McRobbie is right: the shareholders do not have the power to do very much. However I do think that what we are seeing in the banking sector is a looting of the bank by the executives to the disadvantage of the shareholders who are actually being robbed. If you look at say Barclays the amount paid out on bonuses for traders and executives makes the amount paid in dividends to the shareholders (who own the f*cking bank) look like chicken feed. That is unacceptable and if necessary the law should be altered to give power back to shareholders who are the owners.

      • HookesLaw

        what you have just said may be wrong – but on the face of it its difficult to disagree. Banks seem to exist for the purpose of paying loud bonuses to various people who hardly seem worthy of it.
        I do wonder who is actually ‘losing’ the money that these barrow boys ‘make’ in order to earn their ludicrous bonuses.

        • Baron

          If the banks were not here, HookesLaw, you amongst others would still live in caves, pick roots for dinner.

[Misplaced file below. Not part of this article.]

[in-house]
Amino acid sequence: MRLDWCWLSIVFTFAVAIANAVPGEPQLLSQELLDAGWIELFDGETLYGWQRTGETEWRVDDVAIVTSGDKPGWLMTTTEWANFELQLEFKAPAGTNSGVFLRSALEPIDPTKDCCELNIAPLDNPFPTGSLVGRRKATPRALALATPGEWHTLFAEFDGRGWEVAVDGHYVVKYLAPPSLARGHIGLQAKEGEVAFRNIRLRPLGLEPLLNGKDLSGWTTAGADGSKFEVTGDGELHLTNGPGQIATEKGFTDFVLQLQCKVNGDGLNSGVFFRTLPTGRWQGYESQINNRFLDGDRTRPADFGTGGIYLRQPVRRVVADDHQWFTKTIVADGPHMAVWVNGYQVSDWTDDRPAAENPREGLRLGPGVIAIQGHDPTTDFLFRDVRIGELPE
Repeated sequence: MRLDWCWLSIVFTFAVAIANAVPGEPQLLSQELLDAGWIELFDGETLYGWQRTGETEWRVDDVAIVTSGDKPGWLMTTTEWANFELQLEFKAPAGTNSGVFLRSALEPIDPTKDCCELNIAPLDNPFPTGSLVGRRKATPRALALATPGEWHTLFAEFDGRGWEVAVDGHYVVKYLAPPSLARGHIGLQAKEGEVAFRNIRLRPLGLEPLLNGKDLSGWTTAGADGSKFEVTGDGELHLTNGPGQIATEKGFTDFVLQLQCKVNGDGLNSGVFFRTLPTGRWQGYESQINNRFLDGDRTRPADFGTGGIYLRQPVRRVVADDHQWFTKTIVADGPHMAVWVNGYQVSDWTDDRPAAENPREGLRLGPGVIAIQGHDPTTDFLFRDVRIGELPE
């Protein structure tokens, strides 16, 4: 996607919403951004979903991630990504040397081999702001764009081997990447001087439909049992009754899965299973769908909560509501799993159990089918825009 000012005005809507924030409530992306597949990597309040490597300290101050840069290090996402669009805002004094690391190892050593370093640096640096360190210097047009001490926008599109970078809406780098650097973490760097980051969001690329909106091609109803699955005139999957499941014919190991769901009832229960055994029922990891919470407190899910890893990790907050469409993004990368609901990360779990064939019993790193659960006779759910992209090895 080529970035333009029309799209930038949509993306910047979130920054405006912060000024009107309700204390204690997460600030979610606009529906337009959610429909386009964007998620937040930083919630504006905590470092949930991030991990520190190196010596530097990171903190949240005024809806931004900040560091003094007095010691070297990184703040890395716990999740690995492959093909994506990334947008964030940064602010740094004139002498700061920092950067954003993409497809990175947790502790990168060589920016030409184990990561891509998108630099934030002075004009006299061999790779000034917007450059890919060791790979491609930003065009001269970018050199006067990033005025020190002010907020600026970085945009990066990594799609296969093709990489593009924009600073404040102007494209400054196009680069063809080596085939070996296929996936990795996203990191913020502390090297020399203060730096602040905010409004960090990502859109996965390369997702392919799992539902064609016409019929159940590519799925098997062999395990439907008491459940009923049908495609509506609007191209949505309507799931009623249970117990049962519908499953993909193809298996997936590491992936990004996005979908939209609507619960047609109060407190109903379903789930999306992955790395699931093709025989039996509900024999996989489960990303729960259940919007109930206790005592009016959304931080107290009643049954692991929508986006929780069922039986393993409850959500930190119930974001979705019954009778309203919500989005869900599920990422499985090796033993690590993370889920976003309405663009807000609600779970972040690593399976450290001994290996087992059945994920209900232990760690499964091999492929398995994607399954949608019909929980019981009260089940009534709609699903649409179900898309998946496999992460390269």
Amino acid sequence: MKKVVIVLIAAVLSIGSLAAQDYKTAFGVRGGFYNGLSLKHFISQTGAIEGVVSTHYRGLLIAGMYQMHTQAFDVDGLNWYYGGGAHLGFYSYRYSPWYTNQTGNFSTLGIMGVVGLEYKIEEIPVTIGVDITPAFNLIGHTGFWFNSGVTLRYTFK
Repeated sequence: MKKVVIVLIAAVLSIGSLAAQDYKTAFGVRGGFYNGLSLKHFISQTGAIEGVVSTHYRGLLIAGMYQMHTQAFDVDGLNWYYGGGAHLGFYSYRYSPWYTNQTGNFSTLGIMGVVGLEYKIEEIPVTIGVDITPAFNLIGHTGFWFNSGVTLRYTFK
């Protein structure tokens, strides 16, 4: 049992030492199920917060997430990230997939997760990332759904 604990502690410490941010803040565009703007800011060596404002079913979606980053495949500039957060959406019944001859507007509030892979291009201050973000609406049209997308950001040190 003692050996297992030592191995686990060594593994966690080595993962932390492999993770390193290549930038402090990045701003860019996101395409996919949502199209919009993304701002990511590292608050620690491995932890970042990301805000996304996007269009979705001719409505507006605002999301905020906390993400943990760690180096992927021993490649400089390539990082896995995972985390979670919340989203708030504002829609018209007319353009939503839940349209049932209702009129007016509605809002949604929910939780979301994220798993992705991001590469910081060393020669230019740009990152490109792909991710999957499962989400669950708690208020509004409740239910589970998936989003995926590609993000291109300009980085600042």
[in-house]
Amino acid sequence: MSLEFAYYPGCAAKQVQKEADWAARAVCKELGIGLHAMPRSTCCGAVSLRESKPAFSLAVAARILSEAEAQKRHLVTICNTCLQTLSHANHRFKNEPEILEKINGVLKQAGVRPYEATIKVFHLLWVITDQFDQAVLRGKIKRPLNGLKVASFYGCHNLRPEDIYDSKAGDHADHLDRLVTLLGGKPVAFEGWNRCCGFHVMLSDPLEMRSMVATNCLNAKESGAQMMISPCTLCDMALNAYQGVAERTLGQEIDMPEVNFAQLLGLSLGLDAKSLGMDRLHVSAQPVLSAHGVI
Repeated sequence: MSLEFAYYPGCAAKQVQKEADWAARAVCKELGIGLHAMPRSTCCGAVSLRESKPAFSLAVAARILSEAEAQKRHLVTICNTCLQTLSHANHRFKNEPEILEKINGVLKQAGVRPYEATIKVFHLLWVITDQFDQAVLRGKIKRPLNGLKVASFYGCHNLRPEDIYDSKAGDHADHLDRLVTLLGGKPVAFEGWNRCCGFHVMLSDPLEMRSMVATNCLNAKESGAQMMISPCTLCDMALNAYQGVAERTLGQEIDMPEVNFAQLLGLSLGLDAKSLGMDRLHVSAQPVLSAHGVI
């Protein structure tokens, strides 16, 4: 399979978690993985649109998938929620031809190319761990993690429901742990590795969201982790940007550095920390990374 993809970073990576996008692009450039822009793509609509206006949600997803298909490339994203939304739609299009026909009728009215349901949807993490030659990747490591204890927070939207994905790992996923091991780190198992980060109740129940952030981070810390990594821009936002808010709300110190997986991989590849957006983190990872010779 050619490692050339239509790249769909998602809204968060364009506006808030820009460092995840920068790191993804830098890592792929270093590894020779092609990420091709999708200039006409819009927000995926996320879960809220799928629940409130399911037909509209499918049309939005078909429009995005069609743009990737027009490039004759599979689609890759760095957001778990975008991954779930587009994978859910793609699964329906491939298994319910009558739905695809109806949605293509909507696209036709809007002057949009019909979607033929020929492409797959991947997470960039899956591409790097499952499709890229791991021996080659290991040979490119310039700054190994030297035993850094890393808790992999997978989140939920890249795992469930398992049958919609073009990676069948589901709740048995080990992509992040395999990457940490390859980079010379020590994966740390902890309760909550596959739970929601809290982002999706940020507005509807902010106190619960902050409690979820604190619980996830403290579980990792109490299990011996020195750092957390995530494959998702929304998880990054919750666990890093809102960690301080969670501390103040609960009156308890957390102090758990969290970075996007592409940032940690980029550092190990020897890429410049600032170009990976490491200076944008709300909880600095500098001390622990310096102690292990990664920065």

• Peter Stroud

    Who is suggesting fines? Prison is the much preferred option.

    • Aberrant_Apostrophe

      Why should the taxpayer pay for their holidays? Fine them personally three times the amount they stole.

    • telemachus

      And not just for the greedy criminal bankers
      Vander Weyer seems to be saying that we should ignore paedophiles like Harris and Clifford
      I suspect he also wants us to ignore the school and hospital bombers

      • Inverted Meniscus

        Do you like that everybody? This idiot has used an article on banking regulation to have a dig at Israel. Of course, It may well be that he is using the term ‘bombing’ in respect of schools and hospitals as a metaphor for the preposterous policies of those two monumental idiots Andy ‘it didn’t happen on my watch’ Burnham and Tristram whatshisname.

        • ReefKnot

          Please do not respond to Telemachus. He is a well practiced troll who likes nothing more than to deflect the thread onto his own agenda.
          Please do not respond to him.

          • Inverted Meniscus

            Quite right but sometimes his utter nonsense becomes too much to stand.

        • Portendorfer

          Free world.
          Even for idiots.

      • Field Marshal

        Bankers create the wealth to fund your nefarious pursuits.

        • Aberrant_Apostrophe

          I thought the people they lent money to at usury rates created the wealth?

      • Baron

        But not the brain diseased obviously since you still around, telemachus.

    • Baron

      Better still, Peter, string them up.